PHOENIX (AP) — Rescue personnel who arrived on the scene where 19 firefighters died last month battling a ferocious Arizona blaze found sheer devastation described as a "moonscape" after an inferno so intense that only the metal part of one chain saw was found, according to records obtained by The Associated Press on Thursday.
After the crew's last radio communication indicated that they were deploying their shelters, air support was called in to search for them and provide medical assistance if necessary.
The records provided by the Arizona Department of Public Safety offer a glimpse into the difficult attempts to reach the men and the gruesome scene on the ground.
Pilots reported thick smoke, intense heat and blowing ash and dust making it difficult to land anywhere near their last known location.
Their yellow packs could be seen from the air, some appearing to have been burned.
An Arizona Department of Public Safety helicopter was eventually able to touch down about 500 yards from the site. One member of the rescue team hiked toward the men.
"As I got closer to the site I could hear voices coming from the area of the shelters. I yelled up to the shelters repeatedly but received no response," the official wrote in the records.
It turned out the voices were coming from the dead firefighters' radios.
"The ground around the deployment site was black and crusted with no visible vegetation and only occasional black branches sticking out of the ground," the report stated. "I can best describe the area as a moonscape."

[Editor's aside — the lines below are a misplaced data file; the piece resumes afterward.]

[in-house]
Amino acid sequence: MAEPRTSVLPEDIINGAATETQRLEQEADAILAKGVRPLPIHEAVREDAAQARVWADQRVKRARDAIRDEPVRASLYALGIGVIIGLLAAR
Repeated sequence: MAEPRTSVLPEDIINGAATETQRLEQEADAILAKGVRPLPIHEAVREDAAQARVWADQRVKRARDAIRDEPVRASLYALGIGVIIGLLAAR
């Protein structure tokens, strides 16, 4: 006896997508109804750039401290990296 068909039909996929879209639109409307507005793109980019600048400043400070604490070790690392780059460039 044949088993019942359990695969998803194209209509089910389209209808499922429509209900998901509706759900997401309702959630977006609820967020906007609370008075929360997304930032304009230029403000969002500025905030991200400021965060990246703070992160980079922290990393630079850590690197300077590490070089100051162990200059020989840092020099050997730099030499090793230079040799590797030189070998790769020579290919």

The man reported finding a chain saw "that had only metal left on it" not far from the bodies, along with an ax head, its handle gone, likely burned in the flames.
A check of the men found "obvious rigor and no breathing or signs of life." Incident command was made aware that all 19 men had died as the first rescue personnel on the scene reported "firefighters were located in various positions around and under the shelters, obviously deceased and burned beyond recognition."
The wildfire began with a lightning strike on Friday, June 28, and worsened by the hour through the weekend — at one point causing flames up to 20 feet high. The elite Granite Mountain Hotshot crew was called in June 30 to help protect the town of Yarnell, about 80 miles northwest of Phoenix.
The 20-member team hiked into the boulder-strewn mountains before afternoon thunderstorms and erratic winds of more than 50 mph caused the blaze to shift directions, turning on the crew as they attempted to reach a nearby ranch. Only one member of the team who was serving as a lookout survived.
Officials believe they were forced to retreat into a bowl surrounded by mountains on three sides, the slopes way too steep to even attempt to outrun the flames. The crew radioed that they were deploying their emergency shelters, but the fire proved too intense.
The blaze ended up destroying more than 100 homes before it was fully contained on July 10.
A national team of investigators has finished gathering evidence from the scene and interviewing other firefighters. It's expected their report on the fatalities will be completed sometime in late August or early September.